A cup of tea and a listening ear
Standing outside my son’s primary classroom this week, I observed his teacher deep in conversation over a cup of tea with a new member of staff. When the door to the classroom opened just a few minutes later, this young woman stood (with the class teacher hovering behind her shoulder) welcoming the children with a slightly furrowed brow and an air of inexperience. It struck me that this was in fact the new trainee teacher, just arrived on placement, and what I had witnessed moments before was actually an excellent example of a significant moment in the mentoring of a beginning teacher – the importance of helping them to start well.
In my role as a University Initial Teacher Educator, year on year I observe many students experience anxiety at this point as they start their new and most substantial placement. I also see the ramifications of new beginnings which have not gone well and how this can impact, not only the student teacher, but the departments who are supporting them.
My history PGCE students are, this week, beginning their first forays into teaching in their main teaching practice placement for their training year. Following the steep learning curve of the first teaching practice, many of my students arrived at December having conquered their fears of standing up in the classroom in front of 30 young people and had become successful and proficient (in the context of beginning history teachers) in their school context. In the last couple of weeks many of them have expressed real anxiety around starting anew; the fear of freezing in front of a class, failing to manage workload and making a bad impression with their new mentor and work colleagues is real. The ways in which their new departments and mentors seek to support them in these first few weeks can be crucial in setting the right tone for the rest of the placement.
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“At best students reported teachers offering help with day‐to‐day teaching and lesson planning and providing solid feedback. At worst, students literally received no support whatsoever, being given a timetable and expected to get on and teach it.” (Christie & Conlon et al. (2004), 115) [i]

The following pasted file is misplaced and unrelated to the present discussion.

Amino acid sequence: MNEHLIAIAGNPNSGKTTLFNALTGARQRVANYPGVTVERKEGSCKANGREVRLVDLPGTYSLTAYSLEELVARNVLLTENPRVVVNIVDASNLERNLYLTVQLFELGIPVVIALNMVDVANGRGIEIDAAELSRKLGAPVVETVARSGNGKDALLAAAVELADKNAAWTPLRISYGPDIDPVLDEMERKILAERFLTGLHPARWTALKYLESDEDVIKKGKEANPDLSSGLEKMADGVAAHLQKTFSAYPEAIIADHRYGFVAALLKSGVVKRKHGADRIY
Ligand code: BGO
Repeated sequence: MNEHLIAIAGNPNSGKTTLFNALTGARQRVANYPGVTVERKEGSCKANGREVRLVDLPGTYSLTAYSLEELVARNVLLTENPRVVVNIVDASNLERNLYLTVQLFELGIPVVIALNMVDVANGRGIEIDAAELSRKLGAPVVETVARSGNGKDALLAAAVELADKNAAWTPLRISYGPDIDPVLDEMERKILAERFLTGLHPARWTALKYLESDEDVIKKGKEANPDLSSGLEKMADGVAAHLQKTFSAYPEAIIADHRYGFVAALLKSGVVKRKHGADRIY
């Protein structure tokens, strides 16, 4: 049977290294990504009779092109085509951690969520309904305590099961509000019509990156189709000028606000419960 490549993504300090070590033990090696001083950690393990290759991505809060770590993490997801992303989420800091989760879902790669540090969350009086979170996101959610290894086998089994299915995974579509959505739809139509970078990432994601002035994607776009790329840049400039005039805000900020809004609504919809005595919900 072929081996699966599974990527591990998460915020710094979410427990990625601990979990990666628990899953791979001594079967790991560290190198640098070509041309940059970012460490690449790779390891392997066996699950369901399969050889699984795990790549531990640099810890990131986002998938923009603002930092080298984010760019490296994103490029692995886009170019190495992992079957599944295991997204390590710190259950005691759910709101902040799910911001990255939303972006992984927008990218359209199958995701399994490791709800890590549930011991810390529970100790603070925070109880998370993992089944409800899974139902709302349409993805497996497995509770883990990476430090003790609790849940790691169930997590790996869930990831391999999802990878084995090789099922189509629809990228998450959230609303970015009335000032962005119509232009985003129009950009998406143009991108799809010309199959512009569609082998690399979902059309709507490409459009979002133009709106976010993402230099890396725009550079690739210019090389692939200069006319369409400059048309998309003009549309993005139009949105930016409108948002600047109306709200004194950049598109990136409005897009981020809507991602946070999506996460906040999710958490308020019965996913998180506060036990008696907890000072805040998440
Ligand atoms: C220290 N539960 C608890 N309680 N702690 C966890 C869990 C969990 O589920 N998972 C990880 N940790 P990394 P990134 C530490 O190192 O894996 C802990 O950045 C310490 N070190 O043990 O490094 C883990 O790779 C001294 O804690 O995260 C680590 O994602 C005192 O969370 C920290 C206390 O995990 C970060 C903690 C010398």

School based colleagues are generous in the time and energy they give to growing the next generation of history teachers. For most it is an incredibly rewarding job; student teachers typically bring an engagement with recent historical scholarship, enthusiasm and optimism into their training departments, and sometimes (if you are lucky) a much needed packet of custard creams. Occasionally they require a great deal of time, support and care and it can feel that you are giving an awful lot to help them develop into effective history teachers. In all circumstances, I have observed that they can encourage a department to take a more reflective perspective, as everyone involved in observing and supporting and being observed by the student engages in thinking critically and inventively about pedagogy and how to help pupils understand history.
Without doubt the main thing that these beginning teachers need from their school-based teacher educators at this point is welcome and understanding; a positivity and keenness to engage with the process of teacher education, and a recognition of the benefits supporting a PGCE student might bring. Where students thrive, they are eased into their new teaching load, given clear expectations around what they should be teaching and are provided with opportunities to jointly plan and create overviews of sequences of lessons. Importantly, they are helped to understand and accept the new culture of the department and school in which they are to work, and school colleagues accept that they will take time to adjust to this new approach; they may have been successful in their first placement, but the new placement is in many ways like beginning all over again. They need this ‘fresh start’ accompanied by the kind of support where they trust that making mistakes is part of the learning process and an opportunity to review and rethink and get better. Above all there is a watchful concern for their well-being and resilience, as they ride the wave of observation feedback.
As mentors and tutors, we work together as teacher educators to build long term foundations upon which a successful teaching career can be built. The scene observed through my son’s classroom window seemed to encapsulate this approach – a cup of tea, a listening ear, reassurance and the supported opportunity to gain experiences with pupils and their parents.
[i] Fiona Christie, Tom Conlon, Tony Gemmell & Allison Long (2004) Effective partnership? Perceptions of PGCE student teacher supervision, European Journal of Teacher Education, 27:2, 109-123, DOI: 10.1080/0261976042000222999, 115.